In When Hollywood Had a King, the distinguished journalist Connie Bruck tells the sweeping story of MCA and its brilliant leader, a man who transformed the entertainment industry— businessman, politician, tactician, and visionary Lew Wasserman.
The Music Corporation of America was founded in Chicago in 1924 by Dr. Jules Stein, an ophthalmologist with a gift for booking bands. Twelve years later, Stein moved his operations west to Beverly Hills and hired Lew Wasserman. From his meager beginnings as a movie-theater usher in Cleveland, Wasserman ultimately ascended to the post of president of MCA, and the company became the most powerful force in Hollywood, regarded with a mixture of fear and awe.
In his signature black suit and black knit tie, Was-serman took Hollywood by storm. He shifted the balance of power from the studios—which had seven-year contractual strangleholds on the stars—to the talent, who became profit partners. When an antitrust suit forced MCA’s evolution from talent agency to film- and television-production company, it was Wasserman who parlayed the control of a wide variety of entertainment and media products into a new type of Hollywood power base. There was only Washington left to conquer, and conquer it Wasserman did, quietly brokering alliances with Democratic and Republican administrations alike.
That Wasserman’s reach extended from the underworld to the White House only added to his mystique. Among his friends were Teamster boss Jimmy Hoffa, mob lawyer Sidney Korshak, and gangster Moe Dalitz—along with Presidents Johnson, Clinton, and especially Reagan, who enjoyed a particularly close and mutually beneficial relationship with Wasserman. He was equally intimate with Hollywood royalty, from Bette Davis and Jimmy Stewart to Steven Spielberg, who began his career at MCA and once described Wasserman’s eyeglasses as looking like two giant movie screens.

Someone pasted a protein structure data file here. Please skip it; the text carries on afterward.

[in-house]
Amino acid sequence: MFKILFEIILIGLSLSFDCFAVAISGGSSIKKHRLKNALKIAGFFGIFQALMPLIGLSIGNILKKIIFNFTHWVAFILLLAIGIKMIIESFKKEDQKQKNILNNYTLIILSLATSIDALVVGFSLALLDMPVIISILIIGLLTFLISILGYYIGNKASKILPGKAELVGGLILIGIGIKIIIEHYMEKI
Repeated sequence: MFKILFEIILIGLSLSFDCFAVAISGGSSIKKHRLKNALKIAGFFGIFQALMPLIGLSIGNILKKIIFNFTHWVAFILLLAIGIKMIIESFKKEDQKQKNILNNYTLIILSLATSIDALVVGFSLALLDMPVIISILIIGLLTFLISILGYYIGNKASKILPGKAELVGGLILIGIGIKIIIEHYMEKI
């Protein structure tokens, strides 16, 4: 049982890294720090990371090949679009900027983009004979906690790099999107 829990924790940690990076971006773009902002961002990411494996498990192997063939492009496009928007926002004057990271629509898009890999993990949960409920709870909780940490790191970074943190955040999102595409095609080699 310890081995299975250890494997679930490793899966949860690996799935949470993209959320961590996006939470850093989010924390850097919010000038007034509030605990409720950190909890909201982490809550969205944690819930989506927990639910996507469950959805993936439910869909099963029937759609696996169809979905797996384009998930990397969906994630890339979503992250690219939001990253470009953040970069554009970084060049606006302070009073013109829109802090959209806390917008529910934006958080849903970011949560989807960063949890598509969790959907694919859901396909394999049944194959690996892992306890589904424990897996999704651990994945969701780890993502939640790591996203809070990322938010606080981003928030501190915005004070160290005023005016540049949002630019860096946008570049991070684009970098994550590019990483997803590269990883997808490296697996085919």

The history of MCA is really the history of a revolution. Lew Wasserman ushered in the Hollywood we know today. He is the link between the old-school moguls with their ironclad studio contracts and the new industry defined by multimedia conglomerates, power agents, multimillionaire actors, and profit sharing. In the hands of Connie Bruck, the story of Lew Wasserman’s rise to power takes on an almost Shakespearean scope. When Hollywood Had a King reveals the industry’s greatest untold story: how a stealthy, enterprising power broker became, for a time, Tinseltown’s absolute monarch.
Until his death last year, Wasserman was one of the last survivors from the corporate side of Hollywood's golden era. Having started as an agent at MCA, he eventually became the firm's president, but not before he'd turned the talent agency into a powerful film and television studio, buying out Universal in the process. Wasserman's story is inseparable from that of MCA, and this book appropriately begins with an account of the company's founder, Jules Stein, who began booking bands from his Chicago office in 1924. This put Stein, and MCA, in contact with the local musicians' union, which then linked him to organized crime the first of several such links the book explores. Wasserman helped shift the balance of power to Hollywood, remaining with the firm despite being widely sought after by rival agencies and movie studios. He also helped extend MCA's political influence, through extensive fund-raising and a longstanding connection with former client Ronald Reagan. New Yorker staffer Bruck (Master of the Game) is strong on Wasserman's corporate tactics, as well as later buyouts of Universal by foreign investors. But she also demonstrates extensive familiarity with the business's underside, exploring Wasserman's connections with mob lawyer Sidney Korshak, which assured a comfortable relationship between MCA and Hollywood's unions. Much more than a celebrity-studded tale, Bruck's work offers a look at the corporate machinations behind the film industry's myths. 8-page photo insert not seen by PW. (On sale June 3)